No, I don’t believe Williams is. Among power forwards, I would definitely put Larry Nance ahead of him, and possibly some other as well.
How many MVP-type seasons did he have? Did he ever win an MVP award? If not, how many times was he close?
Williams received MVP votes in five different seasons, but he never received a first-place vote, and his best finish was seventh following the 1982-83 season (the only season he was named to an All-NBA team, I should note).
How many All-Star-type seasons did he have? How many All-Star games did he play in? Did most of the players who played in this many All-Star games go into the Hall of Fame?
Williams was selected to play in just three All-Star Games, an unimpressive total for a Hall-of-Fame candidate. There are 31 eligible players with exactly three All-Star selections; four of them are in the Hall of Fame, 27 are not.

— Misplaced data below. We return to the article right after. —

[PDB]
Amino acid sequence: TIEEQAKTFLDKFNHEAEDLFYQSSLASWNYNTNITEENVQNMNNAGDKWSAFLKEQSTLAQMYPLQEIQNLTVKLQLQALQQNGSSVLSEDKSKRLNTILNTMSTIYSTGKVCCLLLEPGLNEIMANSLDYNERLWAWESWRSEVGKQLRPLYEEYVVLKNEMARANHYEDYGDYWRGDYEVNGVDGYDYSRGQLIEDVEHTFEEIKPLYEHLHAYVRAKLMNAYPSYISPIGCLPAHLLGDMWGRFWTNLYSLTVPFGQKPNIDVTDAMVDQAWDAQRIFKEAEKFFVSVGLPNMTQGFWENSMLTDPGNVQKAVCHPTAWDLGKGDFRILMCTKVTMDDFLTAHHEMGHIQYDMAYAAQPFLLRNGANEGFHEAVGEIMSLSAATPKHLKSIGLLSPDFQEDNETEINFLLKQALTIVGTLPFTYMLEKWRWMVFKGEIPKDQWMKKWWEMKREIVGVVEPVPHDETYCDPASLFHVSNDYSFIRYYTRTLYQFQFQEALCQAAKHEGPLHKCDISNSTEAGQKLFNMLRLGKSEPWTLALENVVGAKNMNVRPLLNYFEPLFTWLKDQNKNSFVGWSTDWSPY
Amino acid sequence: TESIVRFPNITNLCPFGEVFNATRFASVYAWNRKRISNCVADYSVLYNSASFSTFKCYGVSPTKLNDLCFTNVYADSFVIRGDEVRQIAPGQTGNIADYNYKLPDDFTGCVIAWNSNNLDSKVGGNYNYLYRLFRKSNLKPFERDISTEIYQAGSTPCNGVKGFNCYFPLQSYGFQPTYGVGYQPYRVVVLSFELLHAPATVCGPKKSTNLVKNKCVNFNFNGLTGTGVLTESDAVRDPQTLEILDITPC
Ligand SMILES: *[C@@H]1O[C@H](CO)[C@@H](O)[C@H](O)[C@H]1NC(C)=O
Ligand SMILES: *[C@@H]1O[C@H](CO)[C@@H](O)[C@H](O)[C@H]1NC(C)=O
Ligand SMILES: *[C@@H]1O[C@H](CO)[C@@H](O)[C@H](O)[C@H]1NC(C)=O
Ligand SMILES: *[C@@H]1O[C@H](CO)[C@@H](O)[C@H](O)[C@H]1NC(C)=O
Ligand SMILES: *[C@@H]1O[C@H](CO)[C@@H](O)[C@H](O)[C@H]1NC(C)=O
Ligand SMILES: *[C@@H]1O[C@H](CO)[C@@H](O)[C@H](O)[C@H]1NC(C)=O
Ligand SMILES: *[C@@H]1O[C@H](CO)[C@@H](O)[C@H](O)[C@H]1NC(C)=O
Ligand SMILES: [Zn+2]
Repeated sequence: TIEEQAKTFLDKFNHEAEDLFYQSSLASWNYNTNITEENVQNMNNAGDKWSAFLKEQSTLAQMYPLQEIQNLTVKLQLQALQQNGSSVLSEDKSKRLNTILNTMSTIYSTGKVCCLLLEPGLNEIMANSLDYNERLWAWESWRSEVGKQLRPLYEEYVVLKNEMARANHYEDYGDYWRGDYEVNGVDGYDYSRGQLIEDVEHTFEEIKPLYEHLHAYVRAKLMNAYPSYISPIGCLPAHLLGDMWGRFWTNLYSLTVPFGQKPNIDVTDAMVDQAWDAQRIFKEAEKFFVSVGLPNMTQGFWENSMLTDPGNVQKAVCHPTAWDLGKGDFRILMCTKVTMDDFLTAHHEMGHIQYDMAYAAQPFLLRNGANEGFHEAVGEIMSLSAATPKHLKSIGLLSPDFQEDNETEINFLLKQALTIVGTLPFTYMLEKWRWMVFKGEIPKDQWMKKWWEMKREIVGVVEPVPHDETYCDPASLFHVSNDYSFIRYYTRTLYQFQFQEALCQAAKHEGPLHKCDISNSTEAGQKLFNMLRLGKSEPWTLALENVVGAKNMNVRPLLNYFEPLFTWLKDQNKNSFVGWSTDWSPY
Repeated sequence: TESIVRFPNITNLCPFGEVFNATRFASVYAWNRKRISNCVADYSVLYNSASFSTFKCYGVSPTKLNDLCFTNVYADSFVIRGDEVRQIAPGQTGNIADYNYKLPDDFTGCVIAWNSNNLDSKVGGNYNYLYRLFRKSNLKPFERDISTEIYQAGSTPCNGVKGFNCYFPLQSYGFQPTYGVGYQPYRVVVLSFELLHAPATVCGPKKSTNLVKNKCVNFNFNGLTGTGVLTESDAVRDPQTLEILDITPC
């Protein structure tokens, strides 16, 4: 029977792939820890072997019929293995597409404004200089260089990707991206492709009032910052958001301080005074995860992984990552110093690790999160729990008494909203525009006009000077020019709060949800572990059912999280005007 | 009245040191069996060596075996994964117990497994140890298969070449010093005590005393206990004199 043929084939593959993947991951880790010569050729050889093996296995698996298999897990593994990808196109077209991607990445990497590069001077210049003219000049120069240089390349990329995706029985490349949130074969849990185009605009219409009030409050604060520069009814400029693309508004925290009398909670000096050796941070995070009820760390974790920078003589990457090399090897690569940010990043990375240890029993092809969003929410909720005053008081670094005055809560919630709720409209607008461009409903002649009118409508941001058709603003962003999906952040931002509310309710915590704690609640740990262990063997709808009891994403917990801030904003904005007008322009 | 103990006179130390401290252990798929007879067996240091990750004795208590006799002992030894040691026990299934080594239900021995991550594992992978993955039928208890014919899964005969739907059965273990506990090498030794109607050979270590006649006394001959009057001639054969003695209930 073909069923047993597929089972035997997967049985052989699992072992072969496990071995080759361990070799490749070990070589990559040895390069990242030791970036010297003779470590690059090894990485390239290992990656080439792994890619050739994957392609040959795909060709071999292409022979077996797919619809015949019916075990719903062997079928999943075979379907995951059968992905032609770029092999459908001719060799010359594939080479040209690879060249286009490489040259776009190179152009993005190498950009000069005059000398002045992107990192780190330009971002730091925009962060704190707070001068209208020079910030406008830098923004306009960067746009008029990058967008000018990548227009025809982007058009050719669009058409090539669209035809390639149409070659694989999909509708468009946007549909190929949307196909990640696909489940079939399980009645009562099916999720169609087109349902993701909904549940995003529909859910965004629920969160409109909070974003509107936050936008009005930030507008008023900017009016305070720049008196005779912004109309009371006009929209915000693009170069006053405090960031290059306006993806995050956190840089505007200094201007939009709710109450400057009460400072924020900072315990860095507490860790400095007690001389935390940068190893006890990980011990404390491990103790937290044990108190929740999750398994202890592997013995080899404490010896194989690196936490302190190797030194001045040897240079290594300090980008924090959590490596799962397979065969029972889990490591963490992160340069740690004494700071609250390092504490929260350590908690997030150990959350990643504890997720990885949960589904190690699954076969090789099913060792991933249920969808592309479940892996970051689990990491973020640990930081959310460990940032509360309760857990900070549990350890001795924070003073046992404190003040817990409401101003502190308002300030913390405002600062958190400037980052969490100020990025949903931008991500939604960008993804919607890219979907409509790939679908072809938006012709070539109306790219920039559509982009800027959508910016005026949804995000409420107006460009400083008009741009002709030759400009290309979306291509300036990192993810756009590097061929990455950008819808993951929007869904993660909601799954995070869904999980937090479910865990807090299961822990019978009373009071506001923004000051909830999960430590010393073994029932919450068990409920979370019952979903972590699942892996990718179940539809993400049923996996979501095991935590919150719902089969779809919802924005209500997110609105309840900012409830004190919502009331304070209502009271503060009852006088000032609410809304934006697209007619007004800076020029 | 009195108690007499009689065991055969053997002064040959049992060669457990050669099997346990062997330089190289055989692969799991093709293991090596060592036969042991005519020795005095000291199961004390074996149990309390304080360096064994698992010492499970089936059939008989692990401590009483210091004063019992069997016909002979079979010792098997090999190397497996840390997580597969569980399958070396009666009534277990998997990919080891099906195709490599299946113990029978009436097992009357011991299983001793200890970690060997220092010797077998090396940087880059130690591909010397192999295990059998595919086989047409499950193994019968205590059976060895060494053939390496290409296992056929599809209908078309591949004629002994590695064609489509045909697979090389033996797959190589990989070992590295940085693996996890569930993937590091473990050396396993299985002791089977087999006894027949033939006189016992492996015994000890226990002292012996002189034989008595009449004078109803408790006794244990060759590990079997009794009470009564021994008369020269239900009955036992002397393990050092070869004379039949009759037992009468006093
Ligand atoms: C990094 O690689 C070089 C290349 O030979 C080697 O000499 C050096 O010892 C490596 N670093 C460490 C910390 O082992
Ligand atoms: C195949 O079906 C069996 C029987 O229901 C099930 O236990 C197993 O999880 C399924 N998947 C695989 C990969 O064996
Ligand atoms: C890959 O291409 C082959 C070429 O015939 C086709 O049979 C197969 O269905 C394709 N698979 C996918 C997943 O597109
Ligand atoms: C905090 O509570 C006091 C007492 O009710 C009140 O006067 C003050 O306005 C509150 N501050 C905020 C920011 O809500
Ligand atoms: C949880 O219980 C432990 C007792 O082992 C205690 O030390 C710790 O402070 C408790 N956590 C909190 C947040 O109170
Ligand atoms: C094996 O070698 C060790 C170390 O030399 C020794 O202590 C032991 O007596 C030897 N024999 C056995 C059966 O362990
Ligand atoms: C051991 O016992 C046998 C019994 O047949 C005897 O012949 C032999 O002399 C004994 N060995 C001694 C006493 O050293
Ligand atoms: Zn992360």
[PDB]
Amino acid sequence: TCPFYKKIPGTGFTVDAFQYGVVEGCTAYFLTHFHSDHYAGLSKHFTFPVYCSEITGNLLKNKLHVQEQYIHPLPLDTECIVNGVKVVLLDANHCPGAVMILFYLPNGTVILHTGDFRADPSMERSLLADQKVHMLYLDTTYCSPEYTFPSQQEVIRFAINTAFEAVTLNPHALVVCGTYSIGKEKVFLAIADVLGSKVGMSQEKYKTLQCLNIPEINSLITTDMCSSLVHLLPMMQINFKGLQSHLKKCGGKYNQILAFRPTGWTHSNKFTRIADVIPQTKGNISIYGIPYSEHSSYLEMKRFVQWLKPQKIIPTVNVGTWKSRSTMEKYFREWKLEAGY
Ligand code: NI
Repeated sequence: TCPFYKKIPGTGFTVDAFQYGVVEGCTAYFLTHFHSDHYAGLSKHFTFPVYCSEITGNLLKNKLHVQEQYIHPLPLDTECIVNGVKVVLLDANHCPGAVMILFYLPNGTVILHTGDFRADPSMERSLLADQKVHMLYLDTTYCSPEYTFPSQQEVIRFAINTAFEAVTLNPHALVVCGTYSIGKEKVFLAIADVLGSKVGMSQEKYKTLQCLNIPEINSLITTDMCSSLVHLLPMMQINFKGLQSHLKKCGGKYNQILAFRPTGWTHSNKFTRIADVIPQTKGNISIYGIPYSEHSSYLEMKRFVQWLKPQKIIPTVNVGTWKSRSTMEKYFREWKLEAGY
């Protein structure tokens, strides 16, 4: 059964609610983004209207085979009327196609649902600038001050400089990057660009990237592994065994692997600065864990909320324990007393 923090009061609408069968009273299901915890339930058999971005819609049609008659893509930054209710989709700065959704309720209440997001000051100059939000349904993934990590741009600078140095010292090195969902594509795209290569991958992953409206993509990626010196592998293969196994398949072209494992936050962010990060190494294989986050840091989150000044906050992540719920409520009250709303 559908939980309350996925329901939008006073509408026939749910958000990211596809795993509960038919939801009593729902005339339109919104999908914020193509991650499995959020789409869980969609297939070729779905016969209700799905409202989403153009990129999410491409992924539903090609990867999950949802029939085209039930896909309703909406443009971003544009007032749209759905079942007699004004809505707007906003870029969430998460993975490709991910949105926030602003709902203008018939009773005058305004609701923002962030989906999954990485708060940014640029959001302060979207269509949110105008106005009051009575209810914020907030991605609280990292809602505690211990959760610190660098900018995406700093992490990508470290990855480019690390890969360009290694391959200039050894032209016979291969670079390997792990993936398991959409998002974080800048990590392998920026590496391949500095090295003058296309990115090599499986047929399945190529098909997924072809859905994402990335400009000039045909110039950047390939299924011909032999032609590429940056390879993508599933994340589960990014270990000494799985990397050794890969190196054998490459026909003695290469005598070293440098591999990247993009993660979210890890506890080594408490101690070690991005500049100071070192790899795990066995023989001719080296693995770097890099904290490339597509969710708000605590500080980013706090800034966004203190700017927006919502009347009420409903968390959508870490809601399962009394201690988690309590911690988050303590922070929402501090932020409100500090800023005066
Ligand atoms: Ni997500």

I sometimes define an “All-Star-type” season as one in which a player records a PER of 20.0 or higher while playing at least 50% of all possible minutes (about 2,000 minutes in an 82-game season). Williams never recorded such a season.
If this man were the best player on his team, would it be likely that the team could win an NBA title?
It’s doubtful. Williams was often the best player on the Nets, but in his five postseason appearances with the team they only managed to win one playoff series. And although Williams was on several title contenders in Portland, he clearly wasn’t the best player on those teams.
What impact did the player have on basketball history? Was he responsible for any rule changes? Did he introduce any new equipment? Did he change the game in any way? Was his college and/or international career especially noteworthy?
Williams was selected to play for the 1980 U.S. Olympic men’s basketball team, but never got to participate due to the United States’ boycott of the Moscow Games. Other than that, there’s really nothing that would advance his case.
As noted earlier, Williams’ career statistical value places him in a group with some Hall of Famers and some non-Hall of Famers. A player who is “stuck” in the middle like that needs something extra — big seasons, postseason heroics, awards, etc. — to push him over the line, and based on the answers to the questions above I just don’t find that with Williams. Williams was a very good player for a very long time, and that’s extremely valuable, but in my opinion it’s not quite enough to make him a Hall of Famer.